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Hiking and Kayaking in Montenegro

Updated: Feb 5, 2022

Welcome to the first official montevinoblog post! Before I go into today’s blog, you are probably wondering “what am I reading and what is the purpose of this.” The purpose is simple, I have a few passions in life, three of which are wine, cooking, and traveling (can read about the purpose in more detail here). I decided to write about these passions and share my thoughts and experiences around these topics. I will be writing and sharing through two mediums, 1) this blog (every Wednesday) and 2) the montevinoblog Instagram (3 times a week). The blog and Instagram posts will range quite a bit, but in general you can expect stories about my travels, tons of wine topics (some of which may make you a smarter shopper and drinker), anything food related, and maybe even all three combined. One thing that you can guarantee is that each post will strive to educate, engage, and entertain regardless of the medium and topic. Feel free to interact and engage with me through the blog or IG! In the meantime, I appreciate your time and your willingness to come along for the ride.


It was the summer of 2019 and I was two and a half weeks into a 35 day European vacation on the coast of the Adriatic Sea in a small scenic city named Kotor, Montenegro. Montenegro is a country located in southeastern Europe with Bosnia and Herzegovina to the North, Serbia and Kosovo to the East, Albania to the South, and the beautiful Adriatic Sea to the West.

It was July 7th and I had a 3 mile hike in the morning followed by a kayaking water tour later that afternoon. I vividly remember wanting to back out of the day because we had just drove several hours on a windy and hilly road from Bosnia and Herzegovina (my favorite country from this trip, so it will get its own blog) the previous day and I was physically and mentally exhausted. After some freshly brewed pour over coffee and a light breakfast from the local downtown area my exhaustion started to wane and my outlook on the day seemed a bit more optimistic. What started as a morning in which room service and TV seemed so ideal turned into one of my all-time favorite travel days.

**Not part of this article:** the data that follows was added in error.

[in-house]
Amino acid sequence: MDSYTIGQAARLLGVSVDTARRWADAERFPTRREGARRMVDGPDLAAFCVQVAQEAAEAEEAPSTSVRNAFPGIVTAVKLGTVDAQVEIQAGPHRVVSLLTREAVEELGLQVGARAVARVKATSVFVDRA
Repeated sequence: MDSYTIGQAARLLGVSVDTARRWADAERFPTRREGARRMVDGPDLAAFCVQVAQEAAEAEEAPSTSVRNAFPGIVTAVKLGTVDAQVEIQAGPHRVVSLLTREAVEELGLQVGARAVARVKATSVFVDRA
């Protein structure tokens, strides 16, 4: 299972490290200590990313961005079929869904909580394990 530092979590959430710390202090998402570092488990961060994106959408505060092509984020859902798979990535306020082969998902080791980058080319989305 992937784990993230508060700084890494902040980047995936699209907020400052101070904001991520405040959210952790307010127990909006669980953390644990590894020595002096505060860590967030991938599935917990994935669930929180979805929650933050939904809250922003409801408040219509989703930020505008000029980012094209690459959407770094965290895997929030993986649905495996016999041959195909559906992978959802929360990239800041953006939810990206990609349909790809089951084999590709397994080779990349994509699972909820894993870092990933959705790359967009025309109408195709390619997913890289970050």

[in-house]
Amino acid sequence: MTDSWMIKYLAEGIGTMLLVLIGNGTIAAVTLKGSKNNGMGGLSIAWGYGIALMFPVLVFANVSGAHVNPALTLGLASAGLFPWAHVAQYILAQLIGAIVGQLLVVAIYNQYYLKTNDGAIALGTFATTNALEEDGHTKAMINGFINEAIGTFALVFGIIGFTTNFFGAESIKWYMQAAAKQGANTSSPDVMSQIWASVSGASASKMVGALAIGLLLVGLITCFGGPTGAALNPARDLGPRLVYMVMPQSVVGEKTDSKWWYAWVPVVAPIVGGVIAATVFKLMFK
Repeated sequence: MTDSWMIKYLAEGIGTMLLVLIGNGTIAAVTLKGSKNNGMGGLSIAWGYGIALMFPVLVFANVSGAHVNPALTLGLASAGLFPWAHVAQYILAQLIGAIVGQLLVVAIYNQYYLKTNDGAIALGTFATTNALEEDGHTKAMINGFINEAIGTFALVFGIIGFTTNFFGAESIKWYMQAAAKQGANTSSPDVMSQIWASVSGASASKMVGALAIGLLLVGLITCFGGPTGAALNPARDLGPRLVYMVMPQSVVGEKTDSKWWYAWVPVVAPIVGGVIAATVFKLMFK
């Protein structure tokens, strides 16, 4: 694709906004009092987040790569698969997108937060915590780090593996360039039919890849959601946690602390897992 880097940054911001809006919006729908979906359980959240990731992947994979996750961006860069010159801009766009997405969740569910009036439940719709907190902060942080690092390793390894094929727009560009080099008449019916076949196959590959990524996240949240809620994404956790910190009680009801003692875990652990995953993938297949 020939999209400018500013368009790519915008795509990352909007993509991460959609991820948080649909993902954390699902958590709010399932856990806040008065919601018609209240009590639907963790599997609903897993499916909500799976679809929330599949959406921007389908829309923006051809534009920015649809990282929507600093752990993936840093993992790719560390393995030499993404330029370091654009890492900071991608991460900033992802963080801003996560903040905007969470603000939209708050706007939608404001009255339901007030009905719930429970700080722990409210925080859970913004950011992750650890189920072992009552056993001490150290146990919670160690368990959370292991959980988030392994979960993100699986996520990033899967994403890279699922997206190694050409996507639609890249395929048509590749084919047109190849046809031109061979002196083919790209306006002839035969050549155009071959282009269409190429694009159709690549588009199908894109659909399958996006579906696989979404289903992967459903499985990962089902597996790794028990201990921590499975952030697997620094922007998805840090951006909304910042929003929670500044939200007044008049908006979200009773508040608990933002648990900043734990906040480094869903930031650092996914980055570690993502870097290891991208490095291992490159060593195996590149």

Before I get into the details of the day, I think it’s important to address what traveling means to me. Traveling can mean a lot of things. It can be a vacation in every sense of the word, it can be a way to unplug and recharge from the day-to-day rigors of life, it can be a long weekend, it can be a week at home with no work, or it can be whatever you want it to be. For me, I like to travel for leisure and perspective. Perspective on what life, people, culture, food, wine, religion, and traditions are like outside of the world I live in. On the surface, perspective can simply be a point of view or attitude towards something particular; however, can you truly formulate a point of view or attitude towards something you’ve never experienced? As you can read in the “About” section of this blog, traveling truly allowed me to start thinking and dreaming bigger. This blog and Instagram are my attempt at doing both, so in return I challenge you to think about what you are passionate about and ask yourself how you can start to think and dream bigger.